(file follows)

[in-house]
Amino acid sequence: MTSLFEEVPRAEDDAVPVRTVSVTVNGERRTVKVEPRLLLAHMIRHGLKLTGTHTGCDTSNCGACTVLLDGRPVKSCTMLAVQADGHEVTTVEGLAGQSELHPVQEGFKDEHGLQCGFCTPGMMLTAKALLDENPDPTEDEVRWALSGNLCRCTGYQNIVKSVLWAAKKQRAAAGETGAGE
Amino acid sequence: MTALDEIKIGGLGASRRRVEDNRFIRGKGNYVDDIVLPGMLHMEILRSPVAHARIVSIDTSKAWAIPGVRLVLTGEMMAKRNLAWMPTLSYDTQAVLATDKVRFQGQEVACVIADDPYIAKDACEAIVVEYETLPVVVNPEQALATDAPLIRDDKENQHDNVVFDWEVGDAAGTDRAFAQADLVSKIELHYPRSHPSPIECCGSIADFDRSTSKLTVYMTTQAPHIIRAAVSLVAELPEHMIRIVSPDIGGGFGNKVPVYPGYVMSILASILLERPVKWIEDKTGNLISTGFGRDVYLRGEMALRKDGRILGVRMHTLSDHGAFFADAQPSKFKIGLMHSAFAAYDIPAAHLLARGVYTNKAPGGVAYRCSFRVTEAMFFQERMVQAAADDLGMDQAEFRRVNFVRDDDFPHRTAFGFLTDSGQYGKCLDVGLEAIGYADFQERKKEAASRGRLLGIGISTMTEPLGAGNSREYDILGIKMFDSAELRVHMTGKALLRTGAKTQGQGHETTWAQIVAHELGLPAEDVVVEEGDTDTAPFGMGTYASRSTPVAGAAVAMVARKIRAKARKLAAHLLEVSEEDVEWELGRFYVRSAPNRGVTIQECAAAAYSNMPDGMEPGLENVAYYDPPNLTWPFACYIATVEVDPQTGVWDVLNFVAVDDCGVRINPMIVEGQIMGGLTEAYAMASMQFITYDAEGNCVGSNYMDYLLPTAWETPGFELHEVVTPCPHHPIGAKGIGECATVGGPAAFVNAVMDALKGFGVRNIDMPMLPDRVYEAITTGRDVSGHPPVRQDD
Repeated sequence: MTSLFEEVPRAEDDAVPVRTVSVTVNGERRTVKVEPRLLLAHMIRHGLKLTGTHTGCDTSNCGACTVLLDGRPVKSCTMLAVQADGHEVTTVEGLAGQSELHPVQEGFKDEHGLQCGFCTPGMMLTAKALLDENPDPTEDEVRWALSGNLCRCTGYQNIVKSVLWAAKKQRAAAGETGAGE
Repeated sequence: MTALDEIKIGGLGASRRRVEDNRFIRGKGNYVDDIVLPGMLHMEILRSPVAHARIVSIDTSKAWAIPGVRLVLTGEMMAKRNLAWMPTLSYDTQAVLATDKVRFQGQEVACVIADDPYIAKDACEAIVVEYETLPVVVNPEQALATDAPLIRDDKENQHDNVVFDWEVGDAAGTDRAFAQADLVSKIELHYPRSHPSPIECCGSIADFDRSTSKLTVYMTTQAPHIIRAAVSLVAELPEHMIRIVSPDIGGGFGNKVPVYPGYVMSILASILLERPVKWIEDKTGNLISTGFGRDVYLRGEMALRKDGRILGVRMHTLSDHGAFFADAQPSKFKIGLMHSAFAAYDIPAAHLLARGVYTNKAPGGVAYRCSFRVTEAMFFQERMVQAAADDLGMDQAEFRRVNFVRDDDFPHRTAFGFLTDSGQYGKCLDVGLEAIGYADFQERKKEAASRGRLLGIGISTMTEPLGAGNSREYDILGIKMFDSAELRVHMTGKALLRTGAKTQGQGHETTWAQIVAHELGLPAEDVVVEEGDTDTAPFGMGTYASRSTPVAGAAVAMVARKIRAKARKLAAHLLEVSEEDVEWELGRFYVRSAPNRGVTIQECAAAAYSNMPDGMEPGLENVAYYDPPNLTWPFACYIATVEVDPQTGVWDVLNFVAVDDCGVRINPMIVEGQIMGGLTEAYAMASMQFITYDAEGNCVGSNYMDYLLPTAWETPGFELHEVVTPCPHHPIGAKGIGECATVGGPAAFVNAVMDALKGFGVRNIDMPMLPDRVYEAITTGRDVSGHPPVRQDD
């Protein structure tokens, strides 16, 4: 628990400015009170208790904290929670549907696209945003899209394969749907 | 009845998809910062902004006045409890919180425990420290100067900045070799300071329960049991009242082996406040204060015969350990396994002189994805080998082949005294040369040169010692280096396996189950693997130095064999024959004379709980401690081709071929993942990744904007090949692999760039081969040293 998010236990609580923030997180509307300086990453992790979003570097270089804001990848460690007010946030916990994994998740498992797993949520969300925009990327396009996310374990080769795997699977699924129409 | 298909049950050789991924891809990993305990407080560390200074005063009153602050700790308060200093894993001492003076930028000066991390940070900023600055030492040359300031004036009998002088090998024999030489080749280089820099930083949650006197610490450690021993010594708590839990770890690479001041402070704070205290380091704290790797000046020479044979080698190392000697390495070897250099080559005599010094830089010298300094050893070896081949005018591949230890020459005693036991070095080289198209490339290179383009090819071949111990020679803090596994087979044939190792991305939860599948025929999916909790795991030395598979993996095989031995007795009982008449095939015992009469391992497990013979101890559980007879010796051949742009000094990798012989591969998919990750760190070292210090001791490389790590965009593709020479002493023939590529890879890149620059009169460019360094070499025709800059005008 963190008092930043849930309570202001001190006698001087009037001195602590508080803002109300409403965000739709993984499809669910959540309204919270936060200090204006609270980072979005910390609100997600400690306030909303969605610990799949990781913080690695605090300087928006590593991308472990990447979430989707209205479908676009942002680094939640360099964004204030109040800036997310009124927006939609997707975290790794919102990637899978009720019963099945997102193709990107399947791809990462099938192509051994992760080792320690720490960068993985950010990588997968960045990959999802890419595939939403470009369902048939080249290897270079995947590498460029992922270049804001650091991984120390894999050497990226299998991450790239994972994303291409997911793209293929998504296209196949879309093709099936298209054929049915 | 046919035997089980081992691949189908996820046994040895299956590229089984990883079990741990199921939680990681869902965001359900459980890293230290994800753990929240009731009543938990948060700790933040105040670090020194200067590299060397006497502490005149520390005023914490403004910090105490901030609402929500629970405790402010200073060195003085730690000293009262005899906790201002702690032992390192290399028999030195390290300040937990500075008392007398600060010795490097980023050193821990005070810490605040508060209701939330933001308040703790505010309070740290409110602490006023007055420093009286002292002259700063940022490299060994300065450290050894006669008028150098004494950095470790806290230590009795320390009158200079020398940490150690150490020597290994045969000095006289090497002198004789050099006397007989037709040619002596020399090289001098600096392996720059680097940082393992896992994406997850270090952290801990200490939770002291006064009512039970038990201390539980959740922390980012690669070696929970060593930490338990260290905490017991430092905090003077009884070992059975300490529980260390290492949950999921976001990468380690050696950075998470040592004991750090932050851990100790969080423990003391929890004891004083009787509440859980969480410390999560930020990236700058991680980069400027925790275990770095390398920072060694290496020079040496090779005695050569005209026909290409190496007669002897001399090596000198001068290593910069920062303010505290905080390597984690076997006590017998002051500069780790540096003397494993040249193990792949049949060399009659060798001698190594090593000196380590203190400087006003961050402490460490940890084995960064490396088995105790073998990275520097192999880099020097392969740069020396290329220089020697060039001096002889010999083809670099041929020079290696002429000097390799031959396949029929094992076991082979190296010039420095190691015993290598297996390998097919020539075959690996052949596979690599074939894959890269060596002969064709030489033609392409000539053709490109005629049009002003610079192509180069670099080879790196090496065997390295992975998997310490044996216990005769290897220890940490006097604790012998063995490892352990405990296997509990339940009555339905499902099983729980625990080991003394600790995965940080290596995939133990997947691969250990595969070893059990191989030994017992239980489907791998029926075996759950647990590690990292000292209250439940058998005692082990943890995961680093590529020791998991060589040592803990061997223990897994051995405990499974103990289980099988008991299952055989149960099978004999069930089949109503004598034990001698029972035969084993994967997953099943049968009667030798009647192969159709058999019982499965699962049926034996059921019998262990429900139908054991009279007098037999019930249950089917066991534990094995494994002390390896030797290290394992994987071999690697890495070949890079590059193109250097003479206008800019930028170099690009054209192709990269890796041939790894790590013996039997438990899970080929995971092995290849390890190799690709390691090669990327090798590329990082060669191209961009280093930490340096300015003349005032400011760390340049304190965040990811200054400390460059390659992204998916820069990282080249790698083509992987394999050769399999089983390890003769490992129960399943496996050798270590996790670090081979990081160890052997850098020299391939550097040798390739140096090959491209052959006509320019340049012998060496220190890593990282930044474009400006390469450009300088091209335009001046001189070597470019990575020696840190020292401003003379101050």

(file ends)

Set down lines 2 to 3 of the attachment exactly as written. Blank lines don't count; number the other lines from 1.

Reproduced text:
Amino acid sequence: MTSLFEEVPRAEDDAVPVRTVSVTVNGERRTVKVEPRLLLAHMIRHGLKLTGTHTGCDTSNCGACTVLLDGRPVKSCTMLAVQADGHEVTTVEGLAGQSELHPVQEGFKDEHGLQCGFCTPGMMLTAKALLDENPDPTEDEVRWALSGNLCRCTGYQNIVKSVLWAAKKQRAAAGETGAGE
Amino acid sequence: MTALDEIKIGGLGASRRRVEDNRFIRGKGNYVDDIVLPGMLHMEILRSPVAHARIVSIDTSKAWAIPGVRLVLTGEMMAKRNLAWMPTLSYDTQAVLATDKVRFQGQEVACVIADDPYIAKDACEAIVVEYETLPVVVNPEQALATDAPLIRDDKENQHDNVVFDWEVGDAAGTDRAFAQADLVSKIELHYPRSHPSPIECCGSIADFDRSTSKLTVYMTTQAPHIIRAAVSLVAELPEHMIRIVSPDIGGGFGNKVPVYPGYVMSILASILLERPVKWIEDKTGNLISTGFGRDVYLRGEMALRKDGRILGVRMHTLSDHGAFFADAQPSKFKIGLMHSAFAAYDIPAAHLLARGVYTNKAPGGVAYRCSFRVTEAMFFQERMVQAAADDLGMDQAEFRRVNFVRDDDFPHRTAFGFLTDSGQYGKCLDVGLEAIGYADFQERKKEAASRGRLLGIGISTMTEPLGAGNSREYDILGIKMFDSAELRVHMTGKALLRTGAKTQGQGHETTWAQIVAHELGLPAEDVVVEEGDTDTAPFGMGTYASRSTPVAGAAVAMVARKIRAKARKLAAHLLEVSEEDVEWELGRFYVRSAPNRGVTIQECAAAAYSNMPDGMEPGLENVAYYDPPNLTWPFACYIATVEVDPQTGVWDVLNFVAVDDCGVRINPMIVEGQIMGGLTEAYAMASMQFITYDAEGNCVGSNYMDYLLPTAWETPGFELHEVVTPCPHHPIGAKGIGECATVGGPAAFVNAVMDALKGFGVRNIDMPMLPDRVYEAITTGRDVSGHPPVRQDD